14 Mar 2010

The Viktor


The Viktor tricycle. The Formula 1 of invalid tricycles? Art and clever design in one very useful package. This one has an electric motor in the rear hub.

The Viktor is an example of a highly sophisticated, invalid tadpole trike with low step through height. (and two wheels forward) It is always eye-catching on the road in any colour. It has Ackerman steering, tilting on turns and drum brakes. The Victor (and smaller Victoria) are possibly the most popular invalid trikes on the roads of Denmark. Though they are far from cheap!  Being unisex the different models refer more to the frame size rather than being specifically aimed at the male or female client.

Through adjustable linkage rods, levers and bellcranks the trike is made to lean gently inwards on corners. Which must aid stability. This one enjoys a rear electric motor hub drive with the battery pack fitted neatly behind the saddle. It is referred to as a "helper motor" in the sales text so is not really intended as an all-electric, three-wheel scooter. The motor probably provides useful assistance on uphill sections with the help of some gentle pedalling.

One slight oddity is that the kingpins lean backwards as well as outwards. This would suggest negative trail. A line dropped vertically from the hub centre would meet the ground in front of a line through the axis of the kingpin. This is the reverse of the normal steering geometry.

Sadly this beautiful machine is just too heavy at 30kg (60lbs) to fit with racing handlebars. Then blast around the back lanes as if it were a sports trike. Or I'd probably own one myself by now. I'd still love to have a go on one just for the sheer fun of it and to see how it handles at speed with a reasonably fit rider aboard.

I find the whole design of the Victor series particularly elegant in comparison with the average invalid trike. The designer must be someone who highly respects his customers (and himself) as well as showing remarkable skill and ingenuity. An ultra-lightweight aluminium racing model would be great fun but probably have a very small market. Perhaps a light version it is just what is needed to match the seemingly arbitrary rules being suggested for disabled racing cyclists?  I just love the look of the Victor. All of its wonderful curves and the many clever design features. It would be really difficult to try and make it better. This is great engineering and intelligent design in my humble opinion.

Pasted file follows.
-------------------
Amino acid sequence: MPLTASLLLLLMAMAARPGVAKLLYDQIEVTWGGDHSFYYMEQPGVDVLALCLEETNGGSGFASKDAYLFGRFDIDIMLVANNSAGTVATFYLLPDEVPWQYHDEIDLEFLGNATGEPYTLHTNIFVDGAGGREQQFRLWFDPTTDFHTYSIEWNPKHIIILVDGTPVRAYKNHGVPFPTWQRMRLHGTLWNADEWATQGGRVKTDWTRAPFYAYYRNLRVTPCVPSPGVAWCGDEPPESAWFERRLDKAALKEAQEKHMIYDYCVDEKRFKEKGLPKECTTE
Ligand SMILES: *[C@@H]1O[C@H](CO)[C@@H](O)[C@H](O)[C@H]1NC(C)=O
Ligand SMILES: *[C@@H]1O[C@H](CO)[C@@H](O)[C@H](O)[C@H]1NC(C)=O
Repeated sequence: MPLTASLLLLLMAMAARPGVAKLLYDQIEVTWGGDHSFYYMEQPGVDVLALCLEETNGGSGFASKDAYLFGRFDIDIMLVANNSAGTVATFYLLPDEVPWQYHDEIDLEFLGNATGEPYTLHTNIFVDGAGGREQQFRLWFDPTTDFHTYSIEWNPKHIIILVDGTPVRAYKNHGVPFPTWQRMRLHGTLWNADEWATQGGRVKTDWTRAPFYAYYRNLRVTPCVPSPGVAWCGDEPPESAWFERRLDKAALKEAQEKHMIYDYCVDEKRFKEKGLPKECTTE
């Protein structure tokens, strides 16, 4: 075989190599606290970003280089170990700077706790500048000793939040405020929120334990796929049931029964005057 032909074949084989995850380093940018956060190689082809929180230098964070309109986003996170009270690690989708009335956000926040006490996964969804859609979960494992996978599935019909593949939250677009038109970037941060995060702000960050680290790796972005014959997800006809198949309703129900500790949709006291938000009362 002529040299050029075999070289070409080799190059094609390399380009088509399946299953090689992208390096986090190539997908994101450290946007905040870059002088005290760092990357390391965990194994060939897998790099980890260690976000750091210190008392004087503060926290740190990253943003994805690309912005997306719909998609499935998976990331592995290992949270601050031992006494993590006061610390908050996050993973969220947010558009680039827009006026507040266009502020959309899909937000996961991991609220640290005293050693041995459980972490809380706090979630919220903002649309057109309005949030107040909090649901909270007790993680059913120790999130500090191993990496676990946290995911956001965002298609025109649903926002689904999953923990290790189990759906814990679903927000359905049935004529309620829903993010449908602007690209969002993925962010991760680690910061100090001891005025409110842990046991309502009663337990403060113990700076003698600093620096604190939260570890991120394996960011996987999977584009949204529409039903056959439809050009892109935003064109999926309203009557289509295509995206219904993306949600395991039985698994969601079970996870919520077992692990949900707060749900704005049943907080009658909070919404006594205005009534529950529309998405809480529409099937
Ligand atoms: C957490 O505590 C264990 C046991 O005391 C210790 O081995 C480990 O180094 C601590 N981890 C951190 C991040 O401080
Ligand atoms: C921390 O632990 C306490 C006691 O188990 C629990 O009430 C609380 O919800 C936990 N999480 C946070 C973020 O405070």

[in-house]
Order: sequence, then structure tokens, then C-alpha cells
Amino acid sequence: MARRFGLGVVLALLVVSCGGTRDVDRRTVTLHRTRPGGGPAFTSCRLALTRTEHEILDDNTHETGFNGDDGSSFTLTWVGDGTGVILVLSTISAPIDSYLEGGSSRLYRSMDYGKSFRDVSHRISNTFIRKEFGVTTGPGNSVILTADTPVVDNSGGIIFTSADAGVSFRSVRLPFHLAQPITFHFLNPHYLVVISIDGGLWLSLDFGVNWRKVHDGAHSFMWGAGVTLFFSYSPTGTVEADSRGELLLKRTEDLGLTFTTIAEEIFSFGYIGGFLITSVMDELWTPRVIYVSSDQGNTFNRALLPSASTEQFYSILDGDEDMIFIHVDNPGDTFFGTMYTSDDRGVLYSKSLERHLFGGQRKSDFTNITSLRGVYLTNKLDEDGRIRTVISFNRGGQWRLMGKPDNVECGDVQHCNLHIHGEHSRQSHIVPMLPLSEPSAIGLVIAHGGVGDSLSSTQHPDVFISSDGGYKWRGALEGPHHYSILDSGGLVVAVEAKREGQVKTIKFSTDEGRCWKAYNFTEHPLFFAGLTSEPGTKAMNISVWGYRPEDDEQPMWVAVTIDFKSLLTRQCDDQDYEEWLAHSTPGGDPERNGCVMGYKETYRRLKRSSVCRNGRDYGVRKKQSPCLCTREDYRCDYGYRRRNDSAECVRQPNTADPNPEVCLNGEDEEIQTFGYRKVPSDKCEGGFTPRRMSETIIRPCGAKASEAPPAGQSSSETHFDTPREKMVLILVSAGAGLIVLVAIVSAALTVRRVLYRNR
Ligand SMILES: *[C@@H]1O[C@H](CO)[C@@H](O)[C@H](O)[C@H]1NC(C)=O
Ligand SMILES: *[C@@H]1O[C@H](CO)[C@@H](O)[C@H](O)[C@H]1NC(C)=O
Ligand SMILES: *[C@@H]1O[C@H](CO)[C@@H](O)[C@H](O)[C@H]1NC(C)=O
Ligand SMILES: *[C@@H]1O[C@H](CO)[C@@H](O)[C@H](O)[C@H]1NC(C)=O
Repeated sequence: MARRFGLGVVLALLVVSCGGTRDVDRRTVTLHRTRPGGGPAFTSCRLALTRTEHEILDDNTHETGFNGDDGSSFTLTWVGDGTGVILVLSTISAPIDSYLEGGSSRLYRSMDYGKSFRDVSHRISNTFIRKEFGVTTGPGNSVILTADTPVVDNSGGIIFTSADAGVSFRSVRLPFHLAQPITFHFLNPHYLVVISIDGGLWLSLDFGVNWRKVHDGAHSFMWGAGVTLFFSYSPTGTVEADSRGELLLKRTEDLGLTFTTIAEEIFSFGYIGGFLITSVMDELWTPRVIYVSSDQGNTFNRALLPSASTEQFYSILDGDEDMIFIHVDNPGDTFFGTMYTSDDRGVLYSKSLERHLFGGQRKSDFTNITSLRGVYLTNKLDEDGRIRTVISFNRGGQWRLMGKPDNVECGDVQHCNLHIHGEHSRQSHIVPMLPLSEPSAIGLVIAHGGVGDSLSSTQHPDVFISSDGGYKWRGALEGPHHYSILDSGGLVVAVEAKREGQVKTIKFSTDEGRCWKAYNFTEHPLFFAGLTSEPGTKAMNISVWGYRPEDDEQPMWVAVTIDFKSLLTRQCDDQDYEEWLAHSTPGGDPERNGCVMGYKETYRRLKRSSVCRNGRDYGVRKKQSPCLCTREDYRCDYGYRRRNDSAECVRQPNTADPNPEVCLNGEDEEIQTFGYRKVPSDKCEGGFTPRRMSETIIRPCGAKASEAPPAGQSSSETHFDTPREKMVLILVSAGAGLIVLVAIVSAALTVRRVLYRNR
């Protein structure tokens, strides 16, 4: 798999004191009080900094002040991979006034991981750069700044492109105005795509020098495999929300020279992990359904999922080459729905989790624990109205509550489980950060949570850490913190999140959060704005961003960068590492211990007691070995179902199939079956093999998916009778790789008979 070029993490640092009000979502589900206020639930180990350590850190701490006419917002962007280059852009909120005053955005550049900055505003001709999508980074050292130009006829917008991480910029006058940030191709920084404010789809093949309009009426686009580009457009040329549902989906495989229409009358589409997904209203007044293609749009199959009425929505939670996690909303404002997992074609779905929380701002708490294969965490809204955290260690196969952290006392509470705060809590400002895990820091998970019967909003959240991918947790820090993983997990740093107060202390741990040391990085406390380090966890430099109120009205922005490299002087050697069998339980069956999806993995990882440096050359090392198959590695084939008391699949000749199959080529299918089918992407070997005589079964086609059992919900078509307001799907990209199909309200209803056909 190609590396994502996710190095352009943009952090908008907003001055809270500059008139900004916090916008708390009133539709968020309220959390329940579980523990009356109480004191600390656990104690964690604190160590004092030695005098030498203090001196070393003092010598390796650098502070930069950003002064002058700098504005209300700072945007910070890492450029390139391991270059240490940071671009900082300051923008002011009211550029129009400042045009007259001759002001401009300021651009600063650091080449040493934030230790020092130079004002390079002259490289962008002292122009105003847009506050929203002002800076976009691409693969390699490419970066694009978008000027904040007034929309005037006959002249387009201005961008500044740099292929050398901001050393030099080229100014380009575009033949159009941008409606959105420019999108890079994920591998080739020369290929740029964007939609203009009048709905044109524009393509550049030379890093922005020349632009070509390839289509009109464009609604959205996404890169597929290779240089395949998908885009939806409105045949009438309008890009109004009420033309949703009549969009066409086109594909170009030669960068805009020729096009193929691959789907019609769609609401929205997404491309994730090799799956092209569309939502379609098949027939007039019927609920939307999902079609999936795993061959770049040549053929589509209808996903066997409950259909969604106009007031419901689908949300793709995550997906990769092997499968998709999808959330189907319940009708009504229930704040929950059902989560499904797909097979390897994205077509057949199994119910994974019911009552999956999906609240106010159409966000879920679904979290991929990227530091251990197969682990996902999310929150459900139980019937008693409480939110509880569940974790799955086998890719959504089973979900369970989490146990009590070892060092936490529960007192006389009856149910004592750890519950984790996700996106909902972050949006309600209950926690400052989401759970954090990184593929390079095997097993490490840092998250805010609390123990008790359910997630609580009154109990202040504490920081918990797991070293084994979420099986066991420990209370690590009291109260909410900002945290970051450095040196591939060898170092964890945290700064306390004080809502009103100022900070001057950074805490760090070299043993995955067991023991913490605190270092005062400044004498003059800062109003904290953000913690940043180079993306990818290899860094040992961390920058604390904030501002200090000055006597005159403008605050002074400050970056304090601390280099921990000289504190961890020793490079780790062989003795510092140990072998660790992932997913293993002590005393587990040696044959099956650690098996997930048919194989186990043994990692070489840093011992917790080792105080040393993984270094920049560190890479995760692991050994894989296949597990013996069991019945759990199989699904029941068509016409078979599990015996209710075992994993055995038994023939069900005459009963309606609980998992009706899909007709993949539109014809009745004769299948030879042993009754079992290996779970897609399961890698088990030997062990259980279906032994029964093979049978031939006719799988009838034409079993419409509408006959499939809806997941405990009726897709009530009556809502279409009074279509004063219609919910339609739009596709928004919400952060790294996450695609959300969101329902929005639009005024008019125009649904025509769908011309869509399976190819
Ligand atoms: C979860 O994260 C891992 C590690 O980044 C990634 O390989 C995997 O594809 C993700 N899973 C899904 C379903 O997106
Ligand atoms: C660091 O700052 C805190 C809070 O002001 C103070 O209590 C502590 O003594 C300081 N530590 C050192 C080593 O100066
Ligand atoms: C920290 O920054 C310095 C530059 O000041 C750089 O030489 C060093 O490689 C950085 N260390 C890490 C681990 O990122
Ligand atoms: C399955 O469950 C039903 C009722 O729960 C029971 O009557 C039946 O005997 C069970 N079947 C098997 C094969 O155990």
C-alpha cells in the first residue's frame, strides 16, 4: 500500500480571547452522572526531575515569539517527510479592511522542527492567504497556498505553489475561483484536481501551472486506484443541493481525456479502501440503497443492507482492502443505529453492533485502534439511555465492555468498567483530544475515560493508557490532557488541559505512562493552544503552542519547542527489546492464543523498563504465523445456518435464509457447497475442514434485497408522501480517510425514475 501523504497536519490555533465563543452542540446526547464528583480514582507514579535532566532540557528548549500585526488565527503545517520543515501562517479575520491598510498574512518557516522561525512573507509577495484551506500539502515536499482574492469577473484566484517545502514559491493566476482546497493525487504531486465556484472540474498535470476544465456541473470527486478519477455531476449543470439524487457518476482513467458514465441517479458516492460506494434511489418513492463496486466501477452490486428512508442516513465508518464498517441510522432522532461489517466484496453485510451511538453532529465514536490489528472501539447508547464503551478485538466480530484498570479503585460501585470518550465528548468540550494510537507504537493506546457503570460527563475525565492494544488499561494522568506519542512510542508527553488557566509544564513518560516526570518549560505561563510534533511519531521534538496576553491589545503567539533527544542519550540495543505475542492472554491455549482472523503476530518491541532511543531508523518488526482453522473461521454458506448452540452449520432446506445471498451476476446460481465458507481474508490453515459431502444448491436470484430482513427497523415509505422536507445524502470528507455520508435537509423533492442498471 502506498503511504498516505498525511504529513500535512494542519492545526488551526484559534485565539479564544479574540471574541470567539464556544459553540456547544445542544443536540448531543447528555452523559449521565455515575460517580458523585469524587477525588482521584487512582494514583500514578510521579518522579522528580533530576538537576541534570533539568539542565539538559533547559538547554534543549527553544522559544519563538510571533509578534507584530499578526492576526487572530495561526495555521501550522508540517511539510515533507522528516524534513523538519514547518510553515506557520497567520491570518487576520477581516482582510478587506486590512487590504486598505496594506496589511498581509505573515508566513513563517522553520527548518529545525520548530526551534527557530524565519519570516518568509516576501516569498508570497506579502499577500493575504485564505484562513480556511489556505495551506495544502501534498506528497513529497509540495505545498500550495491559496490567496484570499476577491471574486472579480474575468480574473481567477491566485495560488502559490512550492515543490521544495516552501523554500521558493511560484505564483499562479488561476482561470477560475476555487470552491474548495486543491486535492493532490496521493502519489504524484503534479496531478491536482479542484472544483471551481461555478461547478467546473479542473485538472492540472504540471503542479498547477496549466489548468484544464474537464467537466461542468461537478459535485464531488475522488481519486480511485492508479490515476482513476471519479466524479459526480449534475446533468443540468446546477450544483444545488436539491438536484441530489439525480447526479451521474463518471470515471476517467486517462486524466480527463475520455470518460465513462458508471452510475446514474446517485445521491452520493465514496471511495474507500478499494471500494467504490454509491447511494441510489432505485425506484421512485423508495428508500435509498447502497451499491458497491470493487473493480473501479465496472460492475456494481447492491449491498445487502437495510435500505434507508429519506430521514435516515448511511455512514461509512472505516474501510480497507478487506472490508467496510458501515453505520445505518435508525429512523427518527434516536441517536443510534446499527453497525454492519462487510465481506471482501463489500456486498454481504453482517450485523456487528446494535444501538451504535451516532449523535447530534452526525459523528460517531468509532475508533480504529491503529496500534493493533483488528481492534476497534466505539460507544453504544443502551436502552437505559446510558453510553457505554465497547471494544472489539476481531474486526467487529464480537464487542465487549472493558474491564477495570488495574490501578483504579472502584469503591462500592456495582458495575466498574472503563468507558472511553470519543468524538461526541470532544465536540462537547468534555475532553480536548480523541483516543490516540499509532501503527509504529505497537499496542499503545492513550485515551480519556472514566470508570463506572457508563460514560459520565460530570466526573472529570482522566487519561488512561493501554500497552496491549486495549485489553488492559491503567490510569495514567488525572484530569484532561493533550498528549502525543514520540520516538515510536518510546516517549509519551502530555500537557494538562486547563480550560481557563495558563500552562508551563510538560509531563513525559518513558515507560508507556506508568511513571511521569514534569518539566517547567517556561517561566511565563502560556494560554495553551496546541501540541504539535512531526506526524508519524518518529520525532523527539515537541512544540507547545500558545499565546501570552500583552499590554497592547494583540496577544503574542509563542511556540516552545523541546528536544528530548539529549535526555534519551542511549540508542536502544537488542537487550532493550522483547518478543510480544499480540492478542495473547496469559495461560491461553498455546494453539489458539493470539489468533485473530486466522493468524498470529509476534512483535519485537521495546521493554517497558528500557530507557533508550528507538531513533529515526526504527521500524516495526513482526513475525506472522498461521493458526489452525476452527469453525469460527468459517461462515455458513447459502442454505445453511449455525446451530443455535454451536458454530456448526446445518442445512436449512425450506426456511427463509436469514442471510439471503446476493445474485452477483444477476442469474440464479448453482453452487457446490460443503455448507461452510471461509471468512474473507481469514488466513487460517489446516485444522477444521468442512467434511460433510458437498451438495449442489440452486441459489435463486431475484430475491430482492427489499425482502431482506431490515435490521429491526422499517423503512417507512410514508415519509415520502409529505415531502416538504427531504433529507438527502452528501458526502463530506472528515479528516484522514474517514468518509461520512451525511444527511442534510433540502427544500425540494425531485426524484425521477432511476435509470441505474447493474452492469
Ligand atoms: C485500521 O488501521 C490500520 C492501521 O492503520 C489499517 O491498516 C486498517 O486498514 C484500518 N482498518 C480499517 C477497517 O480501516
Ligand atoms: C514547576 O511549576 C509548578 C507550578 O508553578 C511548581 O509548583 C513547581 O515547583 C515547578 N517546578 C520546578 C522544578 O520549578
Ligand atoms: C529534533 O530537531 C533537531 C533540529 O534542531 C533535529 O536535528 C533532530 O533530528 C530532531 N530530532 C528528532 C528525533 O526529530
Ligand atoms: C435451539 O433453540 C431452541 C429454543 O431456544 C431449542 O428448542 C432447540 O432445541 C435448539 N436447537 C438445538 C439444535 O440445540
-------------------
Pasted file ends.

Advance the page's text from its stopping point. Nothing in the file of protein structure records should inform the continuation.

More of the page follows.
Here's a closer look at the steering rods and tilting linkages and control rods. The angled tilting rods are covered in plastic coils which also contain the front brake cables. So the rods and their purpose are rather difficult to identify at first sight. As the hubs are turned by the handlebars the linkages tilt the trike slightly. This brings the centre of gravity of the rider slightly inboard to avoid the trike tipping. This also avoids the rider having to deliberately lean inwards. Thus making for a very relaxed ride. If you look closely there is a hinged bell-crank at the top of the tilt push rods. (just below the basket) The steering assembly has secondary cranks just above the king pin axles which give the necessary push to the linkages. All of the steering rods use adjustable spherical track rod ends for long life and low friction at all likely angles. This is real attention to detail and incredibly sophisticated for a machine aimed directly at an invalid or elderly market. The axle pivot is in the centre on strong brackets welded to the swooping main tube. This machine is a true masterpiece of design compared with the average invalid trike.